Before contact with European civilization, Native Americans were making beautiful objects decorated with natural materials obtained from their own area or through trade. Trade routes crossed the Americas and extended to the Caribbean Islands, giving access to a variety of material: shell, metals, semi-precious stones, bone, ivory, porcupine quills and feathers, to name some of the most common trade items. Beads, painstakingly made from bone and shell, had many uses including breastplates and wampum.
The arrival of explorers and traders from Europe changed the materials Native Americans used, as well as influencing traditional patterns. The Spanish, English, Dutch and French offered glass beads as gifts and used as currency in trade. Native Americans quickly adopted the new material, incorporating glass beads into traditional patterns. Although the first traders offered the finest beads they could get, including amber, glass and faceted chevron beads, soon the Native Americans were asking for beads in specific materials, colors and shapes.
Most of these early beads came from the glass factories of Murano near Venice Italy and a few came from France and the Netherlands. Venetian beads had softer colors than the brighter glass beads made in Bohemia (Czech Republic) that were introduced to the American Indians in the 19th Century. Both the new colors and the more uniform size of the Czech beads appealed to Native American beaders. This resulted in a decline in the use of Venetian beads.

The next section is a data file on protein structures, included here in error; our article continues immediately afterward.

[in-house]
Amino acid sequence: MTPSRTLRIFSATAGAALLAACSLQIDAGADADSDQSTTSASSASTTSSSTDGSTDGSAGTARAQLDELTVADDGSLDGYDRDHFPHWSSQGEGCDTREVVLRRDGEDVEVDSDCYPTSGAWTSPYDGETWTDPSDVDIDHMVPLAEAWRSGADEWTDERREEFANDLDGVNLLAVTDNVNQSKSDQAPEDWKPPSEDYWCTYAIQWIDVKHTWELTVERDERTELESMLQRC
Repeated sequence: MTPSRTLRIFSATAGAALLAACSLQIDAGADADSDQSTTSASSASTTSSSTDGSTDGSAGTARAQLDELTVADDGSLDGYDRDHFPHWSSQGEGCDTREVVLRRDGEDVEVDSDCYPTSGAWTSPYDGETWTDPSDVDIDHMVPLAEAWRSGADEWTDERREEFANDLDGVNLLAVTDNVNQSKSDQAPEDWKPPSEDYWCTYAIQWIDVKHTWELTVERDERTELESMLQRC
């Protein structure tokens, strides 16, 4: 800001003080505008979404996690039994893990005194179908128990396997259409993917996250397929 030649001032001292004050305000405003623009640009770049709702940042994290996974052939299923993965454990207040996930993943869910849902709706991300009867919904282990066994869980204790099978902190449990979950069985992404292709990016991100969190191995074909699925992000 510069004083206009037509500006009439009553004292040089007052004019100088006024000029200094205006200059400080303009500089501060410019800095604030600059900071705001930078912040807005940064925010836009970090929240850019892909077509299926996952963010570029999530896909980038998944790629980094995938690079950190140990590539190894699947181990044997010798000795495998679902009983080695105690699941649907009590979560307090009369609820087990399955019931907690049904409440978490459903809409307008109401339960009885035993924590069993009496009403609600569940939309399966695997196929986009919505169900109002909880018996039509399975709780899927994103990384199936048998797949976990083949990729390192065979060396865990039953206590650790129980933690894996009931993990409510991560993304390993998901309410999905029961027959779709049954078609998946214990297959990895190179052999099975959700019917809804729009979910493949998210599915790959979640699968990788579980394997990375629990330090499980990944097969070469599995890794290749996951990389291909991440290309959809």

Because the dominant European culture and religion discouraged traditional practices and beliefs, Native Americans began to incorporate traditional concepts into their beadwork. For example, Arctic tribes transformed tattoo patterns into elaborately beaded parkas; Northeast tribes replicated their wampum designs; across the Great Plains certain colors and patterns came to have significant meanings.
As glass beads spread across North America, each tribe used them to express their own patterns and traditions. Today, bead artists borrow beading techniques and patterns from each other. Many create new beadwork patterns based on tribal culture and traditions. Many examples of old style beadwork can be found in museums. While many contemporary designs can be found on ceremonial regalia adorned on traditional dancers attending pow wows today.
Photography by: Marilyn Angel Wynn/Nativestock.com